Everyone needs a reason to get up every day. If yours is still missing, it might be time to find it.
Working in the Wrong Profession
Just because a job can keep a person fulfilled, that doesn’t mean clinging to the wrong one will be enough. We also need to be in synch with our work. Someone who’s an architect at heart might have the skills to work in other areas of artistic or graphic design, but they won’t be feeding their sprit. Find your true calling, even if it means a career change. You can’t be truly happy in the rest of your life if you hate your job.
Worrying Too Much About Politics
The political divide has grown into a chasm over the past few years, and even moderates are feeling the pull to one side or another. The biggest issue is that the majority of what the common person is fighting about—be it on social media or among friends and family members—is either completely irrelevant to their immediate personal lives or is something wholly outside their power to change.
Ultimately, the majority of what we end up debating is spin, if not altogether fabricated, with the sole purpose of keeping us divided. If we remain preoccupied with what all the terrible people on the “other side” are doing to ruin our world, then we fail to address the real, immediate issues the fat cats want us to remain blind to: That we’re struggling to cling to so many failed systems that are actively eroding so many of our lives, but too many wealthy entities are making too much bank to consider allowing anything to change.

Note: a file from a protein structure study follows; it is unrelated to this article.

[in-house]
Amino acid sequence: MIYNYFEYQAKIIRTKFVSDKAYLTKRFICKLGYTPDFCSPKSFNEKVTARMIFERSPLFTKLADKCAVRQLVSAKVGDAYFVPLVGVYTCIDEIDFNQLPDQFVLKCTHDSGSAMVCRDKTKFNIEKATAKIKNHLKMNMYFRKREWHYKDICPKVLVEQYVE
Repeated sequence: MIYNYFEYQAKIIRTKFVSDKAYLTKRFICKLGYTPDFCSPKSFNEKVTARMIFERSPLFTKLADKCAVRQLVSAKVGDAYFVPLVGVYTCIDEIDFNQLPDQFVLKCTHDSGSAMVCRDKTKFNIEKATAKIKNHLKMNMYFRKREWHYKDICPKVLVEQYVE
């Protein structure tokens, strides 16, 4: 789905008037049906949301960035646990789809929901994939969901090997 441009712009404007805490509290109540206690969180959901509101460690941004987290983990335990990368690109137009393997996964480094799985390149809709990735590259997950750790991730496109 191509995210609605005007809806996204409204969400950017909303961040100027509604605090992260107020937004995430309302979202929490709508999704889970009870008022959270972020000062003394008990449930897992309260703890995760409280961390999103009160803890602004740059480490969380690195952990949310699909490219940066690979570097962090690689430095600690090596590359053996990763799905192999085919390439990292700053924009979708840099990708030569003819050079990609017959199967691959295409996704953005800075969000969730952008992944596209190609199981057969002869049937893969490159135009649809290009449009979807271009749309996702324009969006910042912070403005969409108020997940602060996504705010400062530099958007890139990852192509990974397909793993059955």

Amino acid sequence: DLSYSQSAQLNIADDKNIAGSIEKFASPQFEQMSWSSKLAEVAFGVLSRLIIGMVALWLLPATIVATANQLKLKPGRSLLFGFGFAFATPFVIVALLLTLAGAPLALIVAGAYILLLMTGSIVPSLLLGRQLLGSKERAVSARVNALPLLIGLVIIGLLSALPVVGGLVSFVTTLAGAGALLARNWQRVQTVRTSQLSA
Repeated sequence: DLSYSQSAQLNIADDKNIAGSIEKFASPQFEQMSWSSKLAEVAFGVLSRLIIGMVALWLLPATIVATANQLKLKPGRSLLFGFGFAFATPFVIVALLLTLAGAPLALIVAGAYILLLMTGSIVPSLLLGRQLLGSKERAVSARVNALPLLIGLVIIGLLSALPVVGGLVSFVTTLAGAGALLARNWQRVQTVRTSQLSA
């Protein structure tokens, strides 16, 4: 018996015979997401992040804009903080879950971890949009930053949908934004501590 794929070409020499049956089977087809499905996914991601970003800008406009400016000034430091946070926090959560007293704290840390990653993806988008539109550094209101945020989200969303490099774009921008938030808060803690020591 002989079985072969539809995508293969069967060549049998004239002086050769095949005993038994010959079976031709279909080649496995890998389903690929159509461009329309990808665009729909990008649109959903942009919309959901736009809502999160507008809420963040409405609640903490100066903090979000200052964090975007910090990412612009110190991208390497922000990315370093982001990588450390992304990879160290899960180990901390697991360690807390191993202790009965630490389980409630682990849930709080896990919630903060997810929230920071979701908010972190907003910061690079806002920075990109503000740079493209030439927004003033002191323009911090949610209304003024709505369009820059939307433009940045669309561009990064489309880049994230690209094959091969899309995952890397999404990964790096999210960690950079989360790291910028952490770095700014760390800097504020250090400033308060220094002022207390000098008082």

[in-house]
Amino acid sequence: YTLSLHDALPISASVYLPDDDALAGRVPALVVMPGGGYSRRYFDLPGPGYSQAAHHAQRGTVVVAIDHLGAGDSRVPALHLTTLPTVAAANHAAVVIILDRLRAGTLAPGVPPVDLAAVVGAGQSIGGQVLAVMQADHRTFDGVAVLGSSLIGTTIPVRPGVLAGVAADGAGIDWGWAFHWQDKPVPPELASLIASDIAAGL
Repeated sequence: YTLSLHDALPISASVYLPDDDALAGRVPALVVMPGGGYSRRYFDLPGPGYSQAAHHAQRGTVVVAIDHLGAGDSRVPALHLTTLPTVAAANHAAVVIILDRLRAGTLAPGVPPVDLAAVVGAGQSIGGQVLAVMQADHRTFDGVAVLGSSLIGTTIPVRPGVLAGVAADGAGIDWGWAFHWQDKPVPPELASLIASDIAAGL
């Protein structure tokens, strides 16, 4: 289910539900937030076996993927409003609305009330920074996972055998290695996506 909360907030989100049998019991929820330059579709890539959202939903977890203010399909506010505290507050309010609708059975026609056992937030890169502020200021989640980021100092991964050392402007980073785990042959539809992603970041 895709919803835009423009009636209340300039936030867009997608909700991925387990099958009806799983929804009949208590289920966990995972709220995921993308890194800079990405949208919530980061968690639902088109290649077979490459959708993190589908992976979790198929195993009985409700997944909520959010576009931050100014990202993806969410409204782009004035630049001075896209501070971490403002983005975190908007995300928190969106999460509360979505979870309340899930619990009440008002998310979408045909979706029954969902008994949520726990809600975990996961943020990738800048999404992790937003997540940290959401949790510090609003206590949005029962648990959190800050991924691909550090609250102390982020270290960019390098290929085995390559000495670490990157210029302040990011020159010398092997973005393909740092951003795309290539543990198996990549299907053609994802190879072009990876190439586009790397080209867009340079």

Worst of all, feeding in to all that insanity makes people angry. It makes us want to argue; we exhaust ourselves over these spun-up issues, so we have no energy for anything else. It doesn’t matter which extreme we’ve adhered to, we’re ready for a fight because the opposing side is that bad, and this one issue is the straw on the camel’s back.
Arguing with some random stranger over Facebook isn’t going to change anything. Neither will sharing a snarky meme or getting in a heated debate during the family’s Thanksgiving get-together. Want to effect real change? Get involved in local politics. Volunteer your time. Put your energy into something worthwhile that means something to you. Think about how incredible this world would be if each of us found a way to contribute toward the greater good rather than taking turns screaming idly into the echo chamber. We can change the world for the better, but it takes every one of us doing our part and working to raise one another up and out of the darkness.
We live in a beautiful world filled with incredible people and countless wonders to enjoy—so why waste a moment of it being unhappy? We’ve each been blessed with the most amazing gift, even if parts of it might be marred by hardship. Some pitfalls do more to threaten our wellbeing than others, but minimizing the biggies can go a long way in expanding our overall happiness.